Everyday miracles…

appleThe magic of Spring seems to have extended itself to my children. Whilst outside sticky buds have burst open pushing forth vibrant green leaves, and little splashes of colour are popping up where before there was only brown earth, inside I am noticing lots of small changes and developmental leaps in the boys.

JJ is becoming more independent, rejecting offers of help with dressing himself, becoming a bit of a whizz on a tablet and soaking up information like a little sponge (just in time for starting school come September – first choice and we’re in – huzzah!). At four years and 8 months he helps me by keeping an eye on his little brother and alerting me to any potential dangers. Meanwhile EJ has suddenly, after a couple of months of silence and nonsense baby babble, started saying recognisable words. This is probably the most exciting development for me as, at nearly 21 months, I was beginning to feel a bit anxious. For a while it was either ‘yea’, ‘noooo!’ or ‘yay!’, all of a sudden he is very clearly saying ‘mummy’, ‘daddy’, ‘thank you’, ‘hello’, ‘tea’, ‘cheese’ (those two are possibly interchangeable!) and then, this morning, and very clearly, ‘apple’.

I realise this is hardly earth shattering but it brought back a memory of when JJ and his friends were at the same stage. I remember one of my friend’s little boy’s first words was ‘apple’, and it was a bit like his party piece for a while, thrilling us all no less than a clever magician’s illusion could have done, proving to us in no uncertain terms that there is such a thing as an everyday miracle.

For a long time I persuaded and cajoled JJ to re-enact this feat of language by repeating the word ‘apple’ over and over – those two distinct syllables hanging in the air like a misremembered incantation.

For some reason when language did finally come to JJ it came with gutteral ferocity: anyone would have thought that he was being brought up in some Kaiser’s regime or Arabic sheikh’s desert caravan the amount of sounds that emanated from the very back of his throat. Of course that wore off eventually but there is still the odd reminder of that strange vocal phase.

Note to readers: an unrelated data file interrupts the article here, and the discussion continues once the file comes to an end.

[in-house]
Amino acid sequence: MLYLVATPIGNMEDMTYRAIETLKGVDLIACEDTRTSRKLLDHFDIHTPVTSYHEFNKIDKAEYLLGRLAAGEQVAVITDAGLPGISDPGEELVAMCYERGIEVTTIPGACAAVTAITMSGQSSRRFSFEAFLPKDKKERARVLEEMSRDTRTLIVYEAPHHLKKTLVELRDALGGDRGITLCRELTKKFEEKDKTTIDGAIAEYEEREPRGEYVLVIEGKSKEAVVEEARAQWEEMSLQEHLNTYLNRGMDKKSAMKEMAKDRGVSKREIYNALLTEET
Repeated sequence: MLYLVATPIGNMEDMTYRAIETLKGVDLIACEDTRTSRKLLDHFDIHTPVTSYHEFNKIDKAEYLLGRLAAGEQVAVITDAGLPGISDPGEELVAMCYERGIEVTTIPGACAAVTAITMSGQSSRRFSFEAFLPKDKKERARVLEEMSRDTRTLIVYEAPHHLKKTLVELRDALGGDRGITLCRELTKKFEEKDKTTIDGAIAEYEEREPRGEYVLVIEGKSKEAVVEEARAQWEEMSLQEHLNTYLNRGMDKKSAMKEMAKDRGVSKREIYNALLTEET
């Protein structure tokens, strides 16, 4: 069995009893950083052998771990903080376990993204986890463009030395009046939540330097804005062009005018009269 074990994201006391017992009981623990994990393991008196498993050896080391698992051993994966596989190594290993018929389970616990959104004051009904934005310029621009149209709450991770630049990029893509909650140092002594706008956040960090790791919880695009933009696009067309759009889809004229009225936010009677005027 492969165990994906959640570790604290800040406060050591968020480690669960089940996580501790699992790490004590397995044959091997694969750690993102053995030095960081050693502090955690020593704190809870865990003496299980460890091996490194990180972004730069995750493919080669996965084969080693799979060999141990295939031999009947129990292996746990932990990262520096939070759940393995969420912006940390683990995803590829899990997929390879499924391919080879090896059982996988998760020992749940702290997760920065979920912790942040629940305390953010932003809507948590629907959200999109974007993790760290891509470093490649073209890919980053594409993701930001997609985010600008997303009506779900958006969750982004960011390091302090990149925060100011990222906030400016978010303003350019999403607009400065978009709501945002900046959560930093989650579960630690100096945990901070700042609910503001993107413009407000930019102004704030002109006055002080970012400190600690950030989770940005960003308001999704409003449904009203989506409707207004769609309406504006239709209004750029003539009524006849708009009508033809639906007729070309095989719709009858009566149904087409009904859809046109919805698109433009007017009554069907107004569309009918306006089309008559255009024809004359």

As a lover of language and the vast  vocabulary available to the English speaking world I have been guilty (perhaps somewhat mischieviously) of trying to implant words and phrases from the more high-fallutin’ end of the scale. There was a short period where I attempted to pass on two words I like to live by: ‘deferred gratification’ – sod patience! And for a while he dropped ‘furred gatty cation’ randomly and without purpose, into a conversation, but, let’s face it, there is always going to be more magic in that first ‘apple’ than anything that follows…

PS – this post was brought to you by a confirmed PC user.

PPS – for more random thoughts on the miracle of language acquisition please see my previous post here.

I’m linking this post to Magic Moments over at the Oliver’s Madhouse for obvious reasons!

Never accept a negative label…

plodding donkey

OK so I recently read this post by Mummy Tries and I wanted to comment but, you know, do you ever read a blog post and feel that your comment would be inappropriate without a prolonged explanation? Well that’s how I felt. So instead I thought I’d just mention it here.

(Just as a precursor to these thoughts I should mention the fact that I come at this perspective from the point of view of a deep thinker who loves words and language and loves to analyze and deconstruct meaning. I studied literature at degree level and that included literary theory which encompasses the writer perspective and the reader perspective for pinpointing meaning so I am well aware that this is only my take on what was written).

The post argues that most people fall into one of two categories which are called ‘doers’ or ‘plodders’. There is a very balanced argument which says positive things about both categories (and, in fact, this is primarily a post about being inspired by others), but I can’t help but be a bit dismayed by the terminology. ‘Doer’ to me, has very positive connotations, yet ‘Plodder’ has quite negative ones. ‘Doer’ says: ‘get up and go; ‘energy’; ‘creativity’; ‘can do attitude’. ‘Plodder’ says: ‘drab’; ‘lumbering’; ‘uninspired’. Even Wikipedia points out that “Plod or P.C.Plod is a British slang term used to refer to a police officer, particularly one slow-witted or dull”.

I think the heart of my dismay lies in the feeling that, certainly lately, I would probably fall into the ‘Plodder’ category as I feel that I am generally reading or observing the creative and inspired projects of others yet not finding the time or energy to jump into the fray and come alive with projects of my own. At the same time I feel it’s a bit unfair that someone may now label me a ‘plodder’. I was trained in journalism (a long time ago!) so I know how useful labels can be in rounding out a written article and summarising contained ideas (and I’m not going to be a hypocrite and say I never do it myself). Look at parenting – nowadays we have ‘Helicopter Parents’, ‘Snowplough Parents’, ‘Attachment Parenting’, etc, etc. But really, as a human being it would be nigh on impossible to fall within such a rigid and defined category on an ongoing basis without ever doing something completely contrary (even to a deeply felt and consciously crafted way of life).